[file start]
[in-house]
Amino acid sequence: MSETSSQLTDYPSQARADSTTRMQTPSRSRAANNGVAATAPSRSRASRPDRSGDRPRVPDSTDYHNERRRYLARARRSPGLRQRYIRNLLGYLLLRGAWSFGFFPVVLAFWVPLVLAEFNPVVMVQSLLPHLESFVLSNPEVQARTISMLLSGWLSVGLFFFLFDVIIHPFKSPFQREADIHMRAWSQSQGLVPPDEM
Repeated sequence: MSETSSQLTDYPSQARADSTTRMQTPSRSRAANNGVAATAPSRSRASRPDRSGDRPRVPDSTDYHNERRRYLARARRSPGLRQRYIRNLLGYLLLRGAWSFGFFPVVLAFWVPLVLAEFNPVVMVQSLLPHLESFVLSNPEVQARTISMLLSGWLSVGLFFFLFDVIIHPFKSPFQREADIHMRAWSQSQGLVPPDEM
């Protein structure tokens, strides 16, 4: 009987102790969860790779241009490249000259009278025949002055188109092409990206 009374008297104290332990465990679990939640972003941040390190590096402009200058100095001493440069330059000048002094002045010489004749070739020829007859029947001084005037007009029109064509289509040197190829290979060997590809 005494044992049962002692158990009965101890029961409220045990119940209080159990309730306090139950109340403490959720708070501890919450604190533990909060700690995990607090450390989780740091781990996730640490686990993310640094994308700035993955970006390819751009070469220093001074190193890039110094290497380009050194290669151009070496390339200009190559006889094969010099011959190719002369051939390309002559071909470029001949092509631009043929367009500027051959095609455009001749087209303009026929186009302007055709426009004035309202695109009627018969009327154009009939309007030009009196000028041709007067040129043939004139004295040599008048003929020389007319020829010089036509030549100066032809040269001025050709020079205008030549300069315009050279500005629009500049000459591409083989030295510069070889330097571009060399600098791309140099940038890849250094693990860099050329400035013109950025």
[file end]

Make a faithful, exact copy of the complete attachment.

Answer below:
[in-house]
Amino acid sequence: MSETSSQLTDYPSQARADSTTRMQTPSRSRAANNGVAATAPSRSRASRPDRSGDRPRVPDSTDYHNERRRYLARARRSPGLRQRYIRNLLGYLLLRGAWSFGFFPVVLAFWVPLVLAEFNPVVMVQSLLPHLESFVLSNPEVQARTISMLLSGWLSVGLFFFLFDVIIHPFKSPFQREADIHMRAWSQSQGLVPPDEM
Repeated sequence: MSETSSQLTDYPSQARADSTTRMQTPSRSRAANNGVAATAPSRSRASRPDRSGDRPRVPDSTDYHNERRRYLARARRSPGLRQRYIRNLLGYLLLRGAWSFGFFPVVLAFWVPLVLAEFNPVVMVQSLLPHLESFVLSNPEVQARTISMLLSGWLSVGLFFFLFDVIIHPFKSPFQREADIHMRAWSQSQGLVPPDEM
């Protein structure tokens, strides 16, 4: 009987102790969860790779241009490249000259009278025949002055188109092409990206 009374008297104290332990465990679990939640972003941040390190590096402009200058100095001493440069330059000048002094002045010489004749070739020829007859029947001084005037007009029109064509289509040197190829290979060997590809 005494044992049962002692158990009965101890029961409220045990119940209080159990309730306090139950109340403490959720708070501890919450604190533990909060700690995990607090450390989780740091781990996730640490686990993310640094994308700035993955970006390819751009070469220093001074190193890039110094290497380009050194290669151009070496390339200009190559006889094969010099011959190719002369051939390309002559071909470029001949092509631009043929367009500027051959095609455009001749087209303009026929186009302007055709426009004035309202695109009627018969009327154009009939309007030009009196000028041709007067040129043939004139004295040599008048003929020389007319020829010089036509030549100066032809040269001025050709020079205008030549300069315009050279500005629009500049000459591409083989030295510069070889330097571009060399600098791309140099940038890849250094693990860099050329400035013109950025």